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April 2, 2017

9:35 PM

What’s the point of perpetuating the past and making it our only future?

Francisco Miraval

I would like to know what’s the point of perpetuating the past and making it our only future, as if the past were the only possible and acceptable reality, when all indications are that the future is not and it never was a continuation of the past and, even more, there is a discontinuity from the present to the past.

And it is not only the discontinuity, because we also need to take into consideration the rapid and constant changes which, it seems, surpass the understanding of those who supposedly should know what is going on.

For example, on March 24th, 2017, the U.S. Treasury Secretary, Steve Mnuchin, said during an interview for Axios (an online news site) that Artificial Intelligence will displace humans from their jobs in “50-100 more years”. Artificial Intelligence is “not even on our radar screen”, he said.

When asked about the chances that in the near future Artificial Intelligence could in fact take jobs away from humans, Secretary Mnuchin said, “I’m not worried at all”.

Personally, I lack -as it is obvious- the access to information and the experience a high-ranking official has so he can analyze what is happening in the country. For that reason, I can’t just disagree with Mnuchin’s statements. I don’t have any reason to doubt of what he said. Yet, something interesting happened just a few days after his interview.

On March 30th, 2017, BlackRock, perhaps “the world's largest money management firm” according to (where the story was reported) announced that around 13 percent of its managers will soon be replaced by “algorithmic solution”, that is, Artificial Intelligence, with the purpose of “improving services”.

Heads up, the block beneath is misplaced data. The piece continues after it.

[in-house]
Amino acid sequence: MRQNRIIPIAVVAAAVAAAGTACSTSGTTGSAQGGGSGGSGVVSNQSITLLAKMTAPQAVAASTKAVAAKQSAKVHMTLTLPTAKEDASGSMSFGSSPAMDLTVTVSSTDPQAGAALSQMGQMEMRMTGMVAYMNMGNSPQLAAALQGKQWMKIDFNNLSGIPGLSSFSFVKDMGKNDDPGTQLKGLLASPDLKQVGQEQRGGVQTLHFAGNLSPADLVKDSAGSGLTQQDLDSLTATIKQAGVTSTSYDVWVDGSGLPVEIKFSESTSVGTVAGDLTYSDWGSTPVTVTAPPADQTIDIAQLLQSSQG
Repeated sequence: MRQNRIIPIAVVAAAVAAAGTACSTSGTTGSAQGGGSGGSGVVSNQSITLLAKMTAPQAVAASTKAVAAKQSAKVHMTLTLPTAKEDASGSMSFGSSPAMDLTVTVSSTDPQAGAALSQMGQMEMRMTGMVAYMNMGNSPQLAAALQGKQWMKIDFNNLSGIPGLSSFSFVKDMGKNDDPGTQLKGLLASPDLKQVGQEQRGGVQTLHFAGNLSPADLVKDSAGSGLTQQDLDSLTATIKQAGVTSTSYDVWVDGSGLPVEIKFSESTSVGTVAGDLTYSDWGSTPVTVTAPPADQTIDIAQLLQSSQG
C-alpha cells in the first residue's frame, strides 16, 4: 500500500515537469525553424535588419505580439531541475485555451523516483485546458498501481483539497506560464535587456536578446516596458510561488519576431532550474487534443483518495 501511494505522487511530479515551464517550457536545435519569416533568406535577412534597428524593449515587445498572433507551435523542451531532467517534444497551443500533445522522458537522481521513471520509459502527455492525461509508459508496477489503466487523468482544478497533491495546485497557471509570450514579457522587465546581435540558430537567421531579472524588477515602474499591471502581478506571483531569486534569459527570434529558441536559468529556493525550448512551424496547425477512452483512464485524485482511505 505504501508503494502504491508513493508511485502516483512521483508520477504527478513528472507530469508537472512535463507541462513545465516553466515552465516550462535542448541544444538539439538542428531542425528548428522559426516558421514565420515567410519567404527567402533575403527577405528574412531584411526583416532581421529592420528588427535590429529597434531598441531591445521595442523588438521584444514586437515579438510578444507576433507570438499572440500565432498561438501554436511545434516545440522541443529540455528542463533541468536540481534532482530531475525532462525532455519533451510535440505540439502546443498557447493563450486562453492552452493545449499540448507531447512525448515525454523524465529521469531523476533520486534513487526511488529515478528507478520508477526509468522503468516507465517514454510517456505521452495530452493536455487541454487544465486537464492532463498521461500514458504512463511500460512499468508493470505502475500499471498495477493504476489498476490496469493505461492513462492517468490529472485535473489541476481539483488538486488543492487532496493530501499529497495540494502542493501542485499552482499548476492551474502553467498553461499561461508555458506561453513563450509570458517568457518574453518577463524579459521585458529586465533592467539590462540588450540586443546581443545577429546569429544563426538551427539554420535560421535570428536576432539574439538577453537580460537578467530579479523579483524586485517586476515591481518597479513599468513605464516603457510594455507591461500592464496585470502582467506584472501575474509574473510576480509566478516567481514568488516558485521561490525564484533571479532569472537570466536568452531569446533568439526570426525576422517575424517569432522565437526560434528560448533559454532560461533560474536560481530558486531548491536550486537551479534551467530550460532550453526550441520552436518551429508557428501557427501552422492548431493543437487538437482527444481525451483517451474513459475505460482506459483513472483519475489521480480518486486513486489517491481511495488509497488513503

Algorithms, not people, will now decide where and when to invest, because Artificial Intelligence is better prepared than humans to “recognize and follow certain market indicators”, according to June Javelosa’s story in

That means 30 billion of dollars will now be managed by Artificial Intelligence. And similar “displacements” of people by Artificial Intelligence are already happening in medicine, law, education, and practically any other job or occupation you can think.

Too bad there are not algorithms intelligent enough to predict what is about to happen to us, humans, once the algorithms become intelligent enough to actually decide what should happen to us, a thought that worries even a brilliant mind like Stephen Hawking.

A century ago, people could only see the future as a continuation of their present, as an improved version of their present. Even just 20 years ago, people could hardly anticipate what is happening today in our world and in our society.

So, again, what’s the point of refusing to accept that the future is different from the present and so far, we have been unable to anticipate the future? Are we (wrongly) assuming we are more intelligent that our ancestors, in spite of all the evidence showing that may not be the case?

I would like to offer some answers, or at least better questions, but I can offer neither. 

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